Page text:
The heads of Canada’s prison service and the parole board will be on the hot seat today as the House of Commons public safety committee begins hearings on the death of a young Quebec woman murdered by a convicted killer out on day parole.
Correctional Service Canada Commissioner Anne Kelly and Parole Board Chair Jennifer Oades are scheduled to be on Parliament Hill for two hours of answering questions MPs’ questions beginning at 8:45 a.m. ET. CBC News will stream the hearing live.
Marylène Levesque, a 22-year-old sex worker, was found stabbed to death in a hotel room in the Quebec City suburb of Sainte-Foy Jan. 22.
Eustachio Gallese, who was out on day parole at the time and serving a life sentence for killing his ex-wife in 2004, pleaded guilty to first-degree murder in Levesque’s death last month.
The case touched off a political firestorm in the House of Commons over Canada’s parole board system and its decision to allow a man with a record of deadly violence against women to be released on parole — and to be alone with women.
Levesque worked in an erotic massage parlour and had met Gallese at hotels on multiple occasions.
Conservative MP Pierre Paul-Hus said he was outraged that the parole board knowingly allowed Gallese out alone to meet with women, pointing to a parole report that said the man’s parole officer developed a strategy that allowed him to meet women to meet his “sexual needs.”
“We need to have their perspective to understand the situation,” Paul-Hus told CBC.
Paul-Hus suggested that changes to the appointment process for parole board members brought in by the Liberals in 2017 politicized the process and led to the appointment of inexperienced members.
“I just want to know the truth and to know who had been weak or made mistakes … I just don’t want to finish saying, ‘OK, next time things will be better,'” he said.
Some former parole board members said changes to the nomination process introduced by the Trudeau government in 2017 led to a shortage of experienced members. Changes limited members’ terms and required them to reapply if they wanted to continue once their term expired. Some chose not to reapply, while others who did reapply were rejected with no explanations.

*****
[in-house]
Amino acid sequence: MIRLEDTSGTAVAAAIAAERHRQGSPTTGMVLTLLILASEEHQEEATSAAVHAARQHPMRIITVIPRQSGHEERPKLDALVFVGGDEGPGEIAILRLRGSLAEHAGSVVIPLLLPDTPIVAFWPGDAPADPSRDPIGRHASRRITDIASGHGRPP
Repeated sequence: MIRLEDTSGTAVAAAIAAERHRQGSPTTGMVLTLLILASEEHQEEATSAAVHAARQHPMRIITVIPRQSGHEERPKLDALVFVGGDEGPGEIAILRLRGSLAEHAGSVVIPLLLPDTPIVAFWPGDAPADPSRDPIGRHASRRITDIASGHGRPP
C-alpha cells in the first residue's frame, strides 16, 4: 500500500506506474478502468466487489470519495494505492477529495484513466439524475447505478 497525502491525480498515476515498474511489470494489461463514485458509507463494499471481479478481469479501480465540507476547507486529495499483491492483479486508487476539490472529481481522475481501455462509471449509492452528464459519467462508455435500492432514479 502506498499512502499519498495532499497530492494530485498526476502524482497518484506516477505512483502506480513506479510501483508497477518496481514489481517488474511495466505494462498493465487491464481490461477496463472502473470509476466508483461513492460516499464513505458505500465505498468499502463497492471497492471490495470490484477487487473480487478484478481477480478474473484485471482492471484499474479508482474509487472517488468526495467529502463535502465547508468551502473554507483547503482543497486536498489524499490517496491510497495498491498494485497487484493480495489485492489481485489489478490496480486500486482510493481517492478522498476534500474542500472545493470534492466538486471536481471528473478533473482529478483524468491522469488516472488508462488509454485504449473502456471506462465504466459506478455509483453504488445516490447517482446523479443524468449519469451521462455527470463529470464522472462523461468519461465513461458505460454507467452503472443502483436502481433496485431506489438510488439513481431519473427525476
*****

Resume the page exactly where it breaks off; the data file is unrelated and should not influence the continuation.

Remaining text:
Paul-Hus said eight former parole board members wrote to the Liberal government in 2017 warning that the changes could create risk. He said he was not authorized to release the letter.
“They said if you don’t do anything, if you don’t change things, something will happen. And it’s happened,” he said.
During court proceedings last month, the Crown said Gallese had developed feelings for Levesque and grew jealous and angry when she became more distant. She agreed to meet him at a restaurant on Jan. 22, then went with him to a hotel.
Gallese admitted to planning the murder in advance, concealing a knife and stabbing Levesque in the abdomen 30 times.
The Crown said Gallese had planned to take his own life after killing Levesque, but instead turned himself in to police.
In 2006, he was sentenced to life in prison with no chance of parole for 15 years for the 2004 second-degree murder of his ex-wife, Chantale Deschênes. According to parole documents, he struck her on the head with a hammer and stabbed her several times, enraged by her decision to leave him.
After serving 15 years, he was granted day parole last March. He had been living in a halfway house at the time of Levesque’s death.
Public Safety Minister Bill Blair announced in late January that Correctional Service Canada and the parole board would conduct a joint investigation “into all of the circumstances that led to the tragic death of Marylène Levesque.”
Last month, he also supported the committee’s hearings.
“I share the concern about this tragedy, as I think all Canadians do. We want to make sure that we get the facts and get to the bottom of this. It is one of the reasons we have asked the two federal agencies involved to convene a board of investigation,” he told the House of Commons on Feb. 4.
“That board of investigation will feature two external vice-chairs, and it has been convened to examine the circumstances that led to this tragic event. As well, we have made a commitment that its findings will be made public and transparent.”
The joint investigation is still underway, according to a CSC spokeswoman.
John Muise, a former parole board member and former Toronto police officer, said the committee’s hearings offer a chance both for a broader review of the system and to fix policy or legislative deficiencies.
“We could address some of the specific things that we could do to make things better in the system, to make things safer. I mean, that’s what it’s all about,” he said. “That would be a great thing.”